American Idol showcased their dueling divas, Mariah Carey and Nicki Minaj. But American Idol's second episode also featured far more auditions than Wednesday's premiere.
American Idol started off their second episode of Season 12 with Nicki MInaj announcing to a crowded room of contestants that the next American Idol was in that crowd – she could feel it in her bones.
Perhaps the producers believed her because as much as Nicki tried to prevent otherwise, this second episode of American Idol was not all about her. This episode actually dedicated a good portion of the show to contestants, which was a nice twist after Wednesday night. This is not to say that that viewers weren't subjected to what one can only believe will be the recurring theme of this season: Mariah and Nicki bickering. In mere seconds the show went from happily sending cute-as-a-button country girl Mackenzie Wasner through, to an unruly mass of screeching women, unintelligible insults and one Keith Urban who looked like he'd rather have bamboo shoots stuck under his nails than to sit between the two judges whose behavior made them look ridiculous. Or, in Minaj's case, even more ridiculous.
At one point during the first day in Chicago, Keith Urban actually bailed on the judging panel. Sure, he claimed he was leaving because he had a concert in Las Vegas, but the relief in his eyes, as he slowly backed away from Minaj and Carey, told a very different story. Unfortunately, with one judge down, there was no stopping Nicki from continuing her domination of the panel, while alternating between a nasal New York accent and a faux British accent. Both of which are equally unnerving.
Thankfully, the producers did not cheat viewers of the opportunity to see actual auditions on Thursday. In fact, they even dedicated a segment called "The Miserables," (which Urban and Jackson certainly could have starred in) an homage to the particularly bad singers. As much fun as horrible contestants are to watch, it's always nice to be reminded that this is a talent competition and encouraging when some of the contestants actually have it.
In addition to quite a few strong vocalists, Idol also managed to outdo themselves with heartwarming tales of inspiration in this episode. After watching Idol over the course of 10+ seasons, one begins to develop an immunity to the cheap tricks that Idol producers continuously pull in an attempt to reduce viewers to swooning, sob-ridden schmucks. On Thursday night, they managed to break through some of my defenses.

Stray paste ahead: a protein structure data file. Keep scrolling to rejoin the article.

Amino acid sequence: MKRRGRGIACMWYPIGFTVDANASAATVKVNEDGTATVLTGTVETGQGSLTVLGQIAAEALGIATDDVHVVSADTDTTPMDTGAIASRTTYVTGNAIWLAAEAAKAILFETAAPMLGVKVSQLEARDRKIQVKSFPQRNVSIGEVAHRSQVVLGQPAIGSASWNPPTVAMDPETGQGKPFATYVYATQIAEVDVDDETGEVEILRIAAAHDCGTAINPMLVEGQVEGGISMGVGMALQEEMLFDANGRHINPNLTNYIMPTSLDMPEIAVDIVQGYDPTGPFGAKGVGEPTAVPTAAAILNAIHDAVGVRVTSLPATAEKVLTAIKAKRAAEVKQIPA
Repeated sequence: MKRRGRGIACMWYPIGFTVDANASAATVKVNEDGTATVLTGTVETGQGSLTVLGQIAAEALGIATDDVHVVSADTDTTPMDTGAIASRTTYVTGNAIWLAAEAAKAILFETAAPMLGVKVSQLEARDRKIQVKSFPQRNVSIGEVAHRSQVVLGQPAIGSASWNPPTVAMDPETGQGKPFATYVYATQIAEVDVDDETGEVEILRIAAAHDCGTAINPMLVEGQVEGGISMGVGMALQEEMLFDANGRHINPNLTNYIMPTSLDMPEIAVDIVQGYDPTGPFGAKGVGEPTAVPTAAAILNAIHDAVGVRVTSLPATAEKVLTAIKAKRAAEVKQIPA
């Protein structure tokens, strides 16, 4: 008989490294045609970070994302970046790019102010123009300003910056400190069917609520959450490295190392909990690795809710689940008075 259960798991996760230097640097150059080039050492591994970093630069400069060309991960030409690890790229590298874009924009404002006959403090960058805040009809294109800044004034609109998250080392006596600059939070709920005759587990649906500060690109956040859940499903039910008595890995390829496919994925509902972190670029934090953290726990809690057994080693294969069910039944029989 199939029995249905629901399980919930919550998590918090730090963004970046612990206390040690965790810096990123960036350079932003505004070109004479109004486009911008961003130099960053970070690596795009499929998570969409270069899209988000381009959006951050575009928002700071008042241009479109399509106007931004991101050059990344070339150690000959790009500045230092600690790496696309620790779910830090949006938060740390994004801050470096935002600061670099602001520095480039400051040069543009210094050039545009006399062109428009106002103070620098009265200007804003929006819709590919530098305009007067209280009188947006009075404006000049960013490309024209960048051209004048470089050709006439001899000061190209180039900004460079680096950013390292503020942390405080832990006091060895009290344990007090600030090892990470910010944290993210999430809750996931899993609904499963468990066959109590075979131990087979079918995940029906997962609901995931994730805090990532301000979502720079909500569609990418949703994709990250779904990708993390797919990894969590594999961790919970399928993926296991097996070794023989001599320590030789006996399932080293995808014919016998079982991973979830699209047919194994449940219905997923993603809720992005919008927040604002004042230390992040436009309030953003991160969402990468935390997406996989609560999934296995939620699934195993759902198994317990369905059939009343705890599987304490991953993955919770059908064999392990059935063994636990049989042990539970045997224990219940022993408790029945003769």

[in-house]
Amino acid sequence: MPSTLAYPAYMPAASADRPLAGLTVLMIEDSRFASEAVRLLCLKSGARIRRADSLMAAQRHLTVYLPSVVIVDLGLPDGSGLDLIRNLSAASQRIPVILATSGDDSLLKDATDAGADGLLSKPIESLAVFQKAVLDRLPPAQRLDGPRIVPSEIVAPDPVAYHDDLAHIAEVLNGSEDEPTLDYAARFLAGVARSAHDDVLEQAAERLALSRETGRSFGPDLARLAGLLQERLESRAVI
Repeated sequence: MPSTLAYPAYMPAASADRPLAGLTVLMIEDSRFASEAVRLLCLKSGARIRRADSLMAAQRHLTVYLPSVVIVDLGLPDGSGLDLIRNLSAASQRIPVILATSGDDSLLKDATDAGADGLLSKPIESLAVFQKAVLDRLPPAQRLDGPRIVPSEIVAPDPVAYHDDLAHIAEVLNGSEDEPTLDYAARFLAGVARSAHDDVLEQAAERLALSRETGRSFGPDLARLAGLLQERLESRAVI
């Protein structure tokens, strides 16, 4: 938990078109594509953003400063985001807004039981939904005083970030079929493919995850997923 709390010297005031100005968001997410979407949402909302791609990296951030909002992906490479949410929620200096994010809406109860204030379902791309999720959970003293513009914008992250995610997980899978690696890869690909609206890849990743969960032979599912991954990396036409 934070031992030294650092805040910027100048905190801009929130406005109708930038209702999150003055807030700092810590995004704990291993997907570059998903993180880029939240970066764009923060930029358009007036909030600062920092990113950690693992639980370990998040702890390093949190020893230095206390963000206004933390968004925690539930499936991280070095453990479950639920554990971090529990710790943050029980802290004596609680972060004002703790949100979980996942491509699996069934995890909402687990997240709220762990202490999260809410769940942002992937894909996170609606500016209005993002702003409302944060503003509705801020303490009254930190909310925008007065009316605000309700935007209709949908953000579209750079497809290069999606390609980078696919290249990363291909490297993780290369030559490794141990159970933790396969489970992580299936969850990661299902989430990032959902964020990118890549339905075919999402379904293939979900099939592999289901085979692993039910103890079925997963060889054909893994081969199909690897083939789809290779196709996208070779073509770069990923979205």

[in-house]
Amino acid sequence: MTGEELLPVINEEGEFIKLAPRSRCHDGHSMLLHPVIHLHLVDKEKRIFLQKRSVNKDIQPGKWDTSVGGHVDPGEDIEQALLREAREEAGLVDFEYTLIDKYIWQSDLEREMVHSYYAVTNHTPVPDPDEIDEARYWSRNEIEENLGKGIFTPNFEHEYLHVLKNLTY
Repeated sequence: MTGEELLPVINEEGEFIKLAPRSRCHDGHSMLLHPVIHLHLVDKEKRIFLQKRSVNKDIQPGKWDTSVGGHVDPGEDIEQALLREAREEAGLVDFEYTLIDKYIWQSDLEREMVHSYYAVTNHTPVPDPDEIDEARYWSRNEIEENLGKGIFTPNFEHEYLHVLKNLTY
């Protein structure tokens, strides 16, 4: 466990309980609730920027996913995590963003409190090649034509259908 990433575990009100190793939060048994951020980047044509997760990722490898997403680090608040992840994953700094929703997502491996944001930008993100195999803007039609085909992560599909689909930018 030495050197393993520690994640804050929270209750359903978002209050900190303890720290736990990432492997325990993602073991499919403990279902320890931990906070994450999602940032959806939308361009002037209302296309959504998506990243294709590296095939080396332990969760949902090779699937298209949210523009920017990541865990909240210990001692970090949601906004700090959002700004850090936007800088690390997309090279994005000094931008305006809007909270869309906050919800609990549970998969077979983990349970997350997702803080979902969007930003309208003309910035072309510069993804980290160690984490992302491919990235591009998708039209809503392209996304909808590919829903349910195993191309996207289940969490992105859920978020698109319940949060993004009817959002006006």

When Mariah Pulice, shared with the audience and the judges, details about her ongoing struggle with anorexia - it was hard not to recognize the sound of genuine pain and anguish in her voice. While her performance of, "Let it Be," was slightly better than average, it was the emotion that she imbued the song with that earned her a ticket to Hollywood. There was a brief moment when her family rushed in to give thanks for her ticket, that a tingling may have been detected in the tear-ducts. Of course, Mariah P. had to go and ruin it by pushing the whole gratitude thing a little to far by clutching her ticket to her chest, passionately declaring that it meant everything to her. No, not just everything but everything.
When, Clifton Duffin and his parents explained to host Ryan Seacrest that they had never heard their son sing, it was intriguing to see how he would perform. Announcing he would be singing one of his mother's favorites, a Luther Vandross song, he prepared to come out of his musical shell as Ryan quietly ushered his parents in to watch their son from the sidelines. After Clifton's performance, poor Keith Urban was weeping as he watched Clifton's mother hearing her son sing for the first time. Well, it was either that or Keith had just realized that he was only two episodes in to a five-month sentence.
And despite Idol's strong efforts to bring us to tears, it wasn't until Lazaro Arbos was introduced that Idol's grip on this writer's humanity truly took hold. With the near debilitating stutter that his parent's explained had been plaguing him since he was six-years-old, Lazaro struggled to communicate what he would sing to the judges. But when he opened his mouth and the words of, "Bridge over Troubled Water," tumbled effortlessly from his lips and more importantly his heart, it created such a sense of release and triumph that tears were shed.
This concludes Day 2 of the American Idol premiere recap and gives us all a moment to ponder what Season 12 holds in store for us. Did anyone ever suspect that somehow Mariah Carey would end up being the more conservative woman on the panel? Are Nicki's antics endearing in the way that some of Steven Tyler's were or is it only a matter of time before she grates on the nerves of the viewers? Any contestants you felt deserved special mention who remained unnamed? Sound off below in the comments!